This isn’t a new series, just a question I might post on occasion – asking what do you think about something. A few weeks ago I got into a bit of a lengthy discussion with friends regarding some of the pros and mostly cons of Anthropologie. I know, right what’s the big deal about this chain? Well, lot’s – some details of which I cannot get into right here and now about how the board of directors of the company is advising and negatively effecting certain companies I respect(ed) taking them from small handmade influences to machine made factories of tchotchkes. It’s just how the world is today. Every day we lose battleground in the handmade world. People walk around talking about the environment and the importance of gluten-free baked goods (latter is lost on me!) while wearing garments made in China or worse. Some magazines talk about stitching parties, profile the beautiful buckle maker in Wyoming, the crafty guy in Tulsa…but a lot more tote the company line with ten perfect outfits for Sunday brunch brought to you by the Gap.
So, Anthropologie. We have one coming to Portland. Since their sister store Urban Outfitters arrived here over a year ago I have purchased one pair of sneakers there. That’s it. When I was in my 20s I was obsessed with their stuff, same with Anthropologie. While in Boston last week I ventured into the Anthropologie’s Newbury location and recounting what my friends had said about it – that they have a reputation for stealing ideas from independent craftspeople on Etsy for instance – I looked around and touched things. The glassware, the pottery it’s mostly cheap and has no – as my friend Charlie would say – humanness. I would rather wait till I travel somewhere and invest in pieces made by local artists. The clothes are pretty expensive for what they are and look a lot better online than in person. I don’t think the interior decorators who tried to recreate an African setting in the shop – or the designers who put safari animals all over some clothes – have ever been to Africa. It was an idea of Africa, but about as accurate as a Tarzan film. The prints were nowhere near as bold or beautiful as those I saw in the DRC, Uganda, or Rwanda. …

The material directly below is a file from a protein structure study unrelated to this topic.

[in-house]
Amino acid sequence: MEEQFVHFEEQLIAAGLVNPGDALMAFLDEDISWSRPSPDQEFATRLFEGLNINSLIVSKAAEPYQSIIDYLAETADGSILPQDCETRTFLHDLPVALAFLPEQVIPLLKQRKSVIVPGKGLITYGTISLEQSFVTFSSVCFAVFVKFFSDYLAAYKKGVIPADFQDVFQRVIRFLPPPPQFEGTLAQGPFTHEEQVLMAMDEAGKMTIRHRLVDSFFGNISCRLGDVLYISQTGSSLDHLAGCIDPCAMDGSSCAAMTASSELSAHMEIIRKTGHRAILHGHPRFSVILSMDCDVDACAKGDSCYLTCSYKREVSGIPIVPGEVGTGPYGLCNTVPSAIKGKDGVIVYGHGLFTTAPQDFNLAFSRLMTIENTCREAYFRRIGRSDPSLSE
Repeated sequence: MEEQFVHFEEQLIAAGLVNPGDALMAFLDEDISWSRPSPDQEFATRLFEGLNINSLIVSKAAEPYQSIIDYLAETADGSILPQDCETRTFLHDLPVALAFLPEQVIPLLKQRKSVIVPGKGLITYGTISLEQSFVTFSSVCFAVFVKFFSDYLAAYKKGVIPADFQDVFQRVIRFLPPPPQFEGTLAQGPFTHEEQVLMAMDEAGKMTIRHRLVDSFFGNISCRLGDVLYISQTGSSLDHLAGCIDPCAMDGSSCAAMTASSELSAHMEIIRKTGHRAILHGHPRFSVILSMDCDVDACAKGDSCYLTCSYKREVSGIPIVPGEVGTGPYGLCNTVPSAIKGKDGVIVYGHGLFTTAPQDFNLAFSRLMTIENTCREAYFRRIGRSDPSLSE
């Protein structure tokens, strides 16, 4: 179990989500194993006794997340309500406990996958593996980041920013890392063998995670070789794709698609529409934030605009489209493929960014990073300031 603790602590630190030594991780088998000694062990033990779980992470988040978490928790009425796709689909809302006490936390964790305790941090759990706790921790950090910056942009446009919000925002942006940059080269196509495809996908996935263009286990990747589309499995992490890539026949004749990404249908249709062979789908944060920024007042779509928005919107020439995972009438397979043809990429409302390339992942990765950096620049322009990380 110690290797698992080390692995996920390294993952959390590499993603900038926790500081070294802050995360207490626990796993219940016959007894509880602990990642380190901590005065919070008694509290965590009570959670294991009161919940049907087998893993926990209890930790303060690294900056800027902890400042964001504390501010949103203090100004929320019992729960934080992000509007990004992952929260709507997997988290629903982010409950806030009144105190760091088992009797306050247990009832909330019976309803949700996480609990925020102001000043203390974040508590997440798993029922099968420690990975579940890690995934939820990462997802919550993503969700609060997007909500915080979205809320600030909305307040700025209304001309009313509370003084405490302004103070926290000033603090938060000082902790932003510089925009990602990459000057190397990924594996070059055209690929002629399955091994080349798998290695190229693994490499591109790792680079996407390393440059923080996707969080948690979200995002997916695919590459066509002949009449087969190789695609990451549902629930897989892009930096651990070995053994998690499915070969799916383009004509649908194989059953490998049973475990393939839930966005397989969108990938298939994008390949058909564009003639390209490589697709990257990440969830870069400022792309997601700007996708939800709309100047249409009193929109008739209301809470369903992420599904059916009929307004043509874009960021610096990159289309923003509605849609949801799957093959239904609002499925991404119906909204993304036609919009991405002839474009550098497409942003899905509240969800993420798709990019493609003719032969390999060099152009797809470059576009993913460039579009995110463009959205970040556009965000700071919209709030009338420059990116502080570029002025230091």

But, here’s the thing – I did find a pair of PJ pants on the sale rack I love – best fitting ever – and then gulp I paid full price for a dress. I really liked it, did not think the price was bad and at the time and now the purchases feel like a craving I fed. After exiting the shop, I walked out and called my friend S, one of the folks who had shared with me her strong anti-Anthropologie feelings, and said that is it for me. I will check out the Portland shop, but I would much rather support the independent stores with their incredible customer service like Bliss Boutique on Exchange Street.
The dress, my one and only Anthropologie purchase (I will pair with my tan Birkenstocks and ankle Frye boots). What do you think – about the shop, about losing handmade to industry?